Antonio Spadaro and Michel Chambon
Updated: September 15, 2020 07:13 AM GMT
Over the last few decades China’s growing involvement in Africa has led many observers to point out that Chinese Christianity could benefit from this new proximity. In fact, the growing number of citizens from the Middle Kingdom who move to Africa encounter vibrant Christian communities.
It appears that some of those Chinese have also embraced Christianity and taken it home with them. So China is not only “importing” natural resources from Africa, but also Christians, as well as making the most of commercial opportunities. It seems that among them the largest Christian group is evangelical. However, there is no lack of other Christian traditions.
Christians of all kinds are returning to the Middle Kingdom. But the Christian significance of the Afro-Chinese encounter is even more important, broader than the simple number of the newly baptized. Therefore, this article highlights a dimension that is rarely mentioned: it focuses on Africans who, as workers, students, diplomats or small businessmen, live in China and engage with local Catholics, in order to explore the implications for the Church in China.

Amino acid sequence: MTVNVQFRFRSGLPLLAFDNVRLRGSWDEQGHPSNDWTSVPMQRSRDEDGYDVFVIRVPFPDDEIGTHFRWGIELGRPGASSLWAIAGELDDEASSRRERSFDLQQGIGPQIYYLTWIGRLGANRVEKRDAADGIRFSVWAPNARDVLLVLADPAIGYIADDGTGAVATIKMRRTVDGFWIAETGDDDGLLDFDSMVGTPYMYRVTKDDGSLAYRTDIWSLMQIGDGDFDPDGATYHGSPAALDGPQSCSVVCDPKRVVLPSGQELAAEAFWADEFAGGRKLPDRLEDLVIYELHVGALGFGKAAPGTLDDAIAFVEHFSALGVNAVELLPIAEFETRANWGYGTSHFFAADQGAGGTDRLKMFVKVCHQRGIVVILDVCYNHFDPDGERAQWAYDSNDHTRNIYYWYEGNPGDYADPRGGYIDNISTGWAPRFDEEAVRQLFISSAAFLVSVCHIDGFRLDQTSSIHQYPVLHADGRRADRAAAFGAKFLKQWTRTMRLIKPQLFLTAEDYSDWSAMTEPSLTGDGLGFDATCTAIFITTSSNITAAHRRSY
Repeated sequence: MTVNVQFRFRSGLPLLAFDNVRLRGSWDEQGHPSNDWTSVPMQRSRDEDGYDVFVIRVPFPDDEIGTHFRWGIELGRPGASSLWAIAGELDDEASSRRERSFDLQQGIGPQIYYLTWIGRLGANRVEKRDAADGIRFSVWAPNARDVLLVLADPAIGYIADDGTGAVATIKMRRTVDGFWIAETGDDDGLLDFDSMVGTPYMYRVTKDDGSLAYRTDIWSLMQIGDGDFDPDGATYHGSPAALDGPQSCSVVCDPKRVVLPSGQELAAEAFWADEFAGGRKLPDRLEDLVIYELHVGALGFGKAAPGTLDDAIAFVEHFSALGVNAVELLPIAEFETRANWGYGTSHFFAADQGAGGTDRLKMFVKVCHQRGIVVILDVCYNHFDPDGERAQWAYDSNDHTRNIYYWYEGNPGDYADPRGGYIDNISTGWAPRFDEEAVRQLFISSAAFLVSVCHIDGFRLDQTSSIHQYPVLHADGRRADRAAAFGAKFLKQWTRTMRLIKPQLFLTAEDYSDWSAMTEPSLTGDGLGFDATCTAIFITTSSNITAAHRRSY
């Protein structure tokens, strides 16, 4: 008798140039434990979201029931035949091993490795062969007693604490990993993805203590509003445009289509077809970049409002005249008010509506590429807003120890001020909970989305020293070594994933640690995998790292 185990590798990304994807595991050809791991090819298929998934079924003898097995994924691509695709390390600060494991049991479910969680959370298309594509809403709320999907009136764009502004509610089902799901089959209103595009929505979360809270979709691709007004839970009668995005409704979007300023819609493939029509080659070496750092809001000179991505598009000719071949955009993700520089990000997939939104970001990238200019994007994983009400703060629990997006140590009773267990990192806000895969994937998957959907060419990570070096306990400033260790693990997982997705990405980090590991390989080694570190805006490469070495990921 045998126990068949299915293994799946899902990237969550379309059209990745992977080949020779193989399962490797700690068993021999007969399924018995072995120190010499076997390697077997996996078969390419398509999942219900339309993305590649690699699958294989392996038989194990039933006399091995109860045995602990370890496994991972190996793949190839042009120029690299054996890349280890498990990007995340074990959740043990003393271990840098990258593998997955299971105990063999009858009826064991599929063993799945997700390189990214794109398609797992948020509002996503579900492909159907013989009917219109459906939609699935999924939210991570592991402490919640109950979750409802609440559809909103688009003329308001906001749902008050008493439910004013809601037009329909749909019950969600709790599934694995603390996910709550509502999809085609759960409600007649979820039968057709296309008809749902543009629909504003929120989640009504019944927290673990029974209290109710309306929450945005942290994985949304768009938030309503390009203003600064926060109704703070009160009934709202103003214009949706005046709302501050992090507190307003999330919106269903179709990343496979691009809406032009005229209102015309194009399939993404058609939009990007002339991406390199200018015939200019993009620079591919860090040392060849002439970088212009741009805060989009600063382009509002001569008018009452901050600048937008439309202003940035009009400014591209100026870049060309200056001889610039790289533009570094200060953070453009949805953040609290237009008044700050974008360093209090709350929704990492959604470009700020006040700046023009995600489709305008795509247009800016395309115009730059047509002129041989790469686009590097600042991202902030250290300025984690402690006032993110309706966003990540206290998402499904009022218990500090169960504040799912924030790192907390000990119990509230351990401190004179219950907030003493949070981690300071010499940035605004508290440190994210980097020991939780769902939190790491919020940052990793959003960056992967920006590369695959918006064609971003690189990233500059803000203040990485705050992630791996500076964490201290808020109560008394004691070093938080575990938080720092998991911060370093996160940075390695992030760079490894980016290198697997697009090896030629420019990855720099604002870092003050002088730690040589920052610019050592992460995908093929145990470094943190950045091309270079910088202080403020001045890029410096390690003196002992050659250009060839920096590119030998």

Without ignoring the presence of other foreign Catholic communities, we maintain here that African laypeople working in China make an original contribution to the Catholicity of the local Church. Without possessing either a thorough religious formation, or a religious calling, or even less formal consecration, Africans allow Chinese Catholics to observe and experience some alternative forms of Catholic religious practice. On an individual and collective level, they make diversity and universality tangible, helping to express the catholicity of the Church.